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The Election and Taking Care of Our Communities

The Election and Taking Care of Our Communities

I hope you and your family are staying in good health and spirits. 2020 continues to bring us many challenges that require us each to be at our best, our most compassionate, and our most focused. And as if the year hasn’t been challenging enough, this election week has been an especially emotional one for our nation and communities.

Many of us recently exercised our rights and responsibilities as American citizens. Whenever you voted, and for whomever you voted, I hope you voted. The candidates, the judges, the representatives, and the propositions we choose to elect or reelect make a difference in outcomes for our communities.

As a Montessori school, our focus remains on nurturing and challenging each of our community members to develop the skills and courage we need to be our best selves. We believe in grace and courtesy, respect and inclusion, and in every individual unleashing their full potential, whatever that potential and whatever their beliefs. We do not believe in divisiveness; rather we seek to thwart it.

Earlier this week I had a good conversation with some of our middle school students about the general nature of elections. We discussed that on a macro level and within complex organizations such as our country, voting is a tremendous privilege which allows individuals to stand up and share their voice. We then discussed that our form of government in our country is a Republic, in which we elect others to represent our voice and do the important work of deliberating, compromising, and analyzing situations, laws, and cases.

On the micro level, we explored how the act of voting on its own is not always the most constructive form of deliberating or decision making. Voting by itself has the potential to be binary, which can lead to polarization, hurt feelings, or divisiveness. On a micro level, we can be afforded the space to dialogue, to dig into ideas, to honor that people are complex, to compromise, or to find common ground.

During our conversation, the topic somehow steered to ice cream. There were 21 of us in the conversation (which we held outside with masks and everyone socially distanced). We said that if we were asked to vote on whether we wanted to eat Ben and Jerry’s Cherry Garcia or Blue Bell Vanilla Bean, and if 11 people voted for one and 10 the other, then through the vote nearly half the group would not have gotten the flavor they wanted. Whereas, if we allowed ourselves the space and time to listen, to discuss, to collaborate, maybe the outcome would be different. Maybe we would have ended up with a different option; maybe we would have swirled the two flavors together; maybe we would have decided on a sundae bar with more choices; maybe we would have decided on brownies instead; or maybe we would have discovered that some of us just don’t like ice cream. But we only would have been able to uncover these nuances through dialogue, listening, and engagement. While our nation is certainly not as simple as ice cream, and while voting is of course a tremendously important and necessary tool, my conversation with the middle school students is a good reminder that respectful, active dialogue can be a very important tool in navigating different opinions and complex situations.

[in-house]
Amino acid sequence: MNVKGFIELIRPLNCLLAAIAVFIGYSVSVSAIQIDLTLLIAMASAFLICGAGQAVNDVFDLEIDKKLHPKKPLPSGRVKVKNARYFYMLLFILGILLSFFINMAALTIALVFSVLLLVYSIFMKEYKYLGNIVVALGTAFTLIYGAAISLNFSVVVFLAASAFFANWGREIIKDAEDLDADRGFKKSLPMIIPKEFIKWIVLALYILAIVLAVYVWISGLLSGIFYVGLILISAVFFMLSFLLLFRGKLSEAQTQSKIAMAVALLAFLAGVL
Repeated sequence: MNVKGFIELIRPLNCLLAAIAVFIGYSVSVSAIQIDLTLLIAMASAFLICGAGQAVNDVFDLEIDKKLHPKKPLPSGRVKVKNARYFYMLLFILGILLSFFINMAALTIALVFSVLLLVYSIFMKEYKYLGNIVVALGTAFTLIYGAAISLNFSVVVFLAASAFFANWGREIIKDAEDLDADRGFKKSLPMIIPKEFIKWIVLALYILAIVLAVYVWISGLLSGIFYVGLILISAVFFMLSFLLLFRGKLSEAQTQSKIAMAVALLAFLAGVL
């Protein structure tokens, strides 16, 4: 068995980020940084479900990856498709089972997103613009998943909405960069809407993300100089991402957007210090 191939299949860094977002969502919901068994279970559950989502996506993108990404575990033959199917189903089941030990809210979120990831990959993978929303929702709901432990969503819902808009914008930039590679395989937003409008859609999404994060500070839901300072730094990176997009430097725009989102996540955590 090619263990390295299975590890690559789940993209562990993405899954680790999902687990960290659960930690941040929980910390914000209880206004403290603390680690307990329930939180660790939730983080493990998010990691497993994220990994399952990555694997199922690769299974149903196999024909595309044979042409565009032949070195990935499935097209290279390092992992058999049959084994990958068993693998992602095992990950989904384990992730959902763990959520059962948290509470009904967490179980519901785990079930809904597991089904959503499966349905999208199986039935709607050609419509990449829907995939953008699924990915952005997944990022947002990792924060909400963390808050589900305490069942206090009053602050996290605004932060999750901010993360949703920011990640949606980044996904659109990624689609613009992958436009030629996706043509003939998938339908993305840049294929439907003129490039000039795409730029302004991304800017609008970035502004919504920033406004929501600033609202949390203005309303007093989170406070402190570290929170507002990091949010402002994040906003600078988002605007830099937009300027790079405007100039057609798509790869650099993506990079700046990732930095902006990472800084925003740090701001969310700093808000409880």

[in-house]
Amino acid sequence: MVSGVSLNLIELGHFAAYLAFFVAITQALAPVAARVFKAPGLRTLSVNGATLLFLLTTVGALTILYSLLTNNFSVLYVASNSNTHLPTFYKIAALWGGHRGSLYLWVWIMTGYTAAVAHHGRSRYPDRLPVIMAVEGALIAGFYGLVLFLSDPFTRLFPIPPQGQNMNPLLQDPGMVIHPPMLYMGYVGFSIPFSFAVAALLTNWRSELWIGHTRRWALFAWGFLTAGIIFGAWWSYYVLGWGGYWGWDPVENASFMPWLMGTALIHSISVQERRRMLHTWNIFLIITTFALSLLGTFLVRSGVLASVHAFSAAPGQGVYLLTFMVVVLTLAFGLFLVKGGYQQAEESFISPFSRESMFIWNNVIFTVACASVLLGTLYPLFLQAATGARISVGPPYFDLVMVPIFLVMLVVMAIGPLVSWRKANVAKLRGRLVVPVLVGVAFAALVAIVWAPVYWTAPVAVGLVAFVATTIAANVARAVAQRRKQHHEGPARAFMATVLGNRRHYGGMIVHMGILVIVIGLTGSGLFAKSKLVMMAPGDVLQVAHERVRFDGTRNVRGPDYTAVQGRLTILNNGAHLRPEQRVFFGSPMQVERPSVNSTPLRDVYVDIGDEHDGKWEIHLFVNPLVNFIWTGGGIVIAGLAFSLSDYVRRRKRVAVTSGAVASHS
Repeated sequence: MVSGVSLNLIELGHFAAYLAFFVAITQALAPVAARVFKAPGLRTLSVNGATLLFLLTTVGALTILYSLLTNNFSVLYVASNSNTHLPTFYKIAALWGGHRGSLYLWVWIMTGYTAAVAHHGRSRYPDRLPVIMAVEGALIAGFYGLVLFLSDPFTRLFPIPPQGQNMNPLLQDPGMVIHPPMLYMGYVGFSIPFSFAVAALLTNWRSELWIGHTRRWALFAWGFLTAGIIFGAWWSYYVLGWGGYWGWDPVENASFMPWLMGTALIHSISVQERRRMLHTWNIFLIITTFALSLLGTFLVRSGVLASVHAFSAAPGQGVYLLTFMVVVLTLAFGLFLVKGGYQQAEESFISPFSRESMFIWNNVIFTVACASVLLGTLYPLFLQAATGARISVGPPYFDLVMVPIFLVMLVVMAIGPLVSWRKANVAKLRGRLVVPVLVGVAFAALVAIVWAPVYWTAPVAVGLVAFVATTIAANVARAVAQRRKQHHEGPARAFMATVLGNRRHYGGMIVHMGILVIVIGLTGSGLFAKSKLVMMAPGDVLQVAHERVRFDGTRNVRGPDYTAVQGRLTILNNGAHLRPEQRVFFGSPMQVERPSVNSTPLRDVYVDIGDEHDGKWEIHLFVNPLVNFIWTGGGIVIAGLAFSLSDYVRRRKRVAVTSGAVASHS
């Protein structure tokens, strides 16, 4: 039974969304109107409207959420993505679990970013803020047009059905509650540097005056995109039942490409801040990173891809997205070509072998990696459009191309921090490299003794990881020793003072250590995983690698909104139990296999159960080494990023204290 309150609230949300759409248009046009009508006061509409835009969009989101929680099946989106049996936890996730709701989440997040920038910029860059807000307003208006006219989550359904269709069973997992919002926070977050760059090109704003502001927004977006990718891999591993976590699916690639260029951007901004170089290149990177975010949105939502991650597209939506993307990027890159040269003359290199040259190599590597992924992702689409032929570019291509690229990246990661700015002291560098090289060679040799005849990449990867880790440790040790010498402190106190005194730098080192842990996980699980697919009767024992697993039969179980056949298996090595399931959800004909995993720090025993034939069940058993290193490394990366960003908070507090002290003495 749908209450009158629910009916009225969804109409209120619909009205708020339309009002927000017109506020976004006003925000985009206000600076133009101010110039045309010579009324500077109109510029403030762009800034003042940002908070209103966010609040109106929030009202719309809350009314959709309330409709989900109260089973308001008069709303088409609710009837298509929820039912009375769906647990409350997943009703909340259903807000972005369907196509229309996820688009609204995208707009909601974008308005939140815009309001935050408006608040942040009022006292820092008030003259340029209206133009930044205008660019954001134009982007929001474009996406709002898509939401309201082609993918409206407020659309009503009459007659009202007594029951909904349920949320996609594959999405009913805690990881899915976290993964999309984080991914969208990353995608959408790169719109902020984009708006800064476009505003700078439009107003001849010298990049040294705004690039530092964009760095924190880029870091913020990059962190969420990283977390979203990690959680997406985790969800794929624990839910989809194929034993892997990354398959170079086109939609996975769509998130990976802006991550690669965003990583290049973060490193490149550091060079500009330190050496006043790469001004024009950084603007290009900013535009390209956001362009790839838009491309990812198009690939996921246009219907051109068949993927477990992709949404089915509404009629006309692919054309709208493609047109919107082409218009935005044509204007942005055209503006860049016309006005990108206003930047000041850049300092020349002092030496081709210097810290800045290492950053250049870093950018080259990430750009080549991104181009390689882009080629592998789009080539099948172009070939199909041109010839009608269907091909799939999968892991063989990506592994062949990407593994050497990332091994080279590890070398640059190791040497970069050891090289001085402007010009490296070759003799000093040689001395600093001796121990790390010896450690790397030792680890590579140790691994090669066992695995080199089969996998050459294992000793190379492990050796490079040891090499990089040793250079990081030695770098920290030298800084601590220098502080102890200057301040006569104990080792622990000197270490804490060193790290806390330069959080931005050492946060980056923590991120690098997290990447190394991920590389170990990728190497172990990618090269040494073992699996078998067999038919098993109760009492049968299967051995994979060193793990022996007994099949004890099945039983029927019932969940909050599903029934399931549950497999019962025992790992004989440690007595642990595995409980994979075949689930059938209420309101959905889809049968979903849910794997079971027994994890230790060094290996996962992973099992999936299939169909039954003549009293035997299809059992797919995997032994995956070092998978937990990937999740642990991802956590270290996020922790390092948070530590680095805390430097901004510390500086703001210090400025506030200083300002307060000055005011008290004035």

Preschool students at the Peace table in a Montessori classroom.

Two preschool-aged students work through a disagreement at the Peace Table in one of our Primary classrooms in 2019.

As a Montessori school, this is one of the things we teach our students. As a whole, our School is not a political institution: in our community we have republicans, democrats, libertarians, and everything between. What unites us is our openness to civil discourse, our willingness to lean into complexity, our intention to listen deeply to those with whom we disagree, and our desire to be compassionate, respectful, and empathetic to all.